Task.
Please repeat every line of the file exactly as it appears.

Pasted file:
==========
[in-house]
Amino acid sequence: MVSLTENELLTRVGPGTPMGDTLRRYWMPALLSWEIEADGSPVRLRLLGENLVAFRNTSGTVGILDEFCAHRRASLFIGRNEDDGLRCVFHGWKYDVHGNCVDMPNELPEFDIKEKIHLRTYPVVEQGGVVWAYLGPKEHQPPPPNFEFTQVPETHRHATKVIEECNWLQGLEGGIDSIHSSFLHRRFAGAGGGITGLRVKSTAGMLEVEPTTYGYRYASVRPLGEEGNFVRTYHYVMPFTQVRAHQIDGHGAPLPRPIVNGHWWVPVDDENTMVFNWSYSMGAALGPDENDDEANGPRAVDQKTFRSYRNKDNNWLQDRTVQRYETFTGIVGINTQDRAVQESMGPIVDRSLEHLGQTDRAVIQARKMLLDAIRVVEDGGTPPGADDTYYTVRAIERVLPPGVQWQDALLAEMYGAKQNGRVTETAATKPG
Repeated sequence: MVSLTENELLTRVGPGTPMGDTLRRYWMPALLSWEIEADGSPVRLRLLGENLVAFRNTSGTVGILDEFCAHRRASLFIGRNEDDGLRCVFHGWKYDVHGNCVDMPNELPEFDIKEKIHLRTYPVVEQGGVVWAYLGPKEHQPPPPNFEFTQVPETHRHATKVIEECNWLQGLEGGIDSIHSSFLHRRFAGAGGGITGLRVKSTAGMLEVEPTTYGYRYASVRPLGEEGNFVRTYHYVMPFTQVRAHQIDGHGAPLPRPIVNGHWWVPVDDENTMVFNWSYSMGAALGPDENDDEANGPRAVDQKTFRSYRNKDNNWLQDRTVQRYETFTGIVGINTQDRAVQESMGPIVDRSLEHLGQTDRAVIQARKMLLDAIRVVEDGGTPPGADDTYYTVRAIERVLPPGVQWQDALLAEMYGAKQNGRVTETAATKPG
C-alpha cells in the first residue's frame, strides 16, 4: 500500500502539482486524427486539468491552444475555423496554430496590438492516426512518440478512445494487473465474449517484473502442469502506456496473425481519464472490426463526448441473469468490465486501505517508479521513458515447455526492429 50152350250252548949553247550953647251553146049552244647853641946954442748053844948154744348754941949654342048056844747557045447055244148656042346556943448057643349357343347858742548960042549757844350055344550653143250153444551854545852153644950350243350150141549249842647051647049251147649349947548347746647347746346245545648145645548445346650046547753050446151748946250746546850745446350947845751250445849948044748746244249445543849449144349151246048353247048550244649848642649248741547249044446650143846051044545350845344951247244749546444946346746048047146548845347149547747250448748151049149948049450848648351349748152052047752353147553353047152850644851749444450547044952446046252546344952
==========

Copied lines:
[in-house]
Amino acid sequence: MVSLTENELLTRVGPGTPMGDTLRRYWMPALLSWEIEADGSPVRLRLLGENLVAFRNTSGTVGILDEFCAHRRASLFIGRNEDDGLRCVFHGWKYDVHGNCVDMPNELPEFDIKEKIHLRTYPVVEQGGVVWAYLGPKEHQPPPPNFEFTQVPETHRHATKVIEECNWLQGLEGGIDSIHSSFLHRRFAGAGGGITGLRVKSTAGMLEVEPTTYGYRYASVRPLGEEGNFVRTYHYVMPFTQVRAHQIDGHGAPLPRPIVNGHWWVPVDDENTMVFNWSYSMGAALGPDENDDEANGPRAVDQKTFRSYRNKDNNWLQDRTVQRYETFTGIVGINTQDRAVQESMGPIVDRSLEHLGQTDRAVIQARKMLLDAIRVVEDGGTPPGADDTYYTVRAIERVLPPGVQWQDALLAEMYGAKQNGRVTETAATKPG
Repeated sequence: MVSLTENELLTRVGPGTPMGDTLRRYWMPALLSWEIEADGSPVRLRLLGENLVAFRNTSGTVGILDEFCAHRRASLFIGRNEDDGLRCVFHGWKYDVHGNCVDMPNELPEFDIKEKIHLRTYPVVEQGGVVWAYLGPKEHQPPPPNFEFTQVPETHRHATKVIEECNWLQGLEGGIDSIHSSFLHRRFAGAGGGITGLRVKSTAGMLEVEPTTYGYRYASVRPLGEEGNFVRTYHYVMPFTQVRAHQIDGHGAPLPRPIVNGHWWVPVDDENTMVFNWSYSMGAALGPDENDDEANGPRAVDQKTFRSYRNKDNNWLQDRTVQRYETFTGIVGINTQDRAVQESMGPIVDRSLEHLGQTDRAVIQARKMLLDAIRVVEDGGTPPGADDTYYTVRAIERVLPPGVQWQDALLAEMYGAKQNGRVTETAATKPG
C-alpha cells in the first residue's frame, strides 16, 4: 500500500502539482486524427486539468491552444475555423496554430496590438492516426512518440478512445494487473465474449517484473502442469502506456496473425481519464472490426463526448441473469468490465486501505517508479521513458515447455526492429 50152350250252548949553247550953647251553146049552244647853641946954442748053844948154744348754941949654342048056844747557045447055244148656042346556943448057643349357343347858742548960042549757844350055344550653143250153444551854545852153644950350243350150141549249842647051647049251147649349947548347746647347746346245545648145645548445346650046547753050446151748946250746546850745446350947845751250445849948044748746244249445543849449144349151246048353247048550244649848642649248741547249044446650143846051044545350845344951247244749546444946346746048047146548845347149547747250448748151049149948049450848648351349748152052047752353147553353047152850644851749444450547044952446046252546344952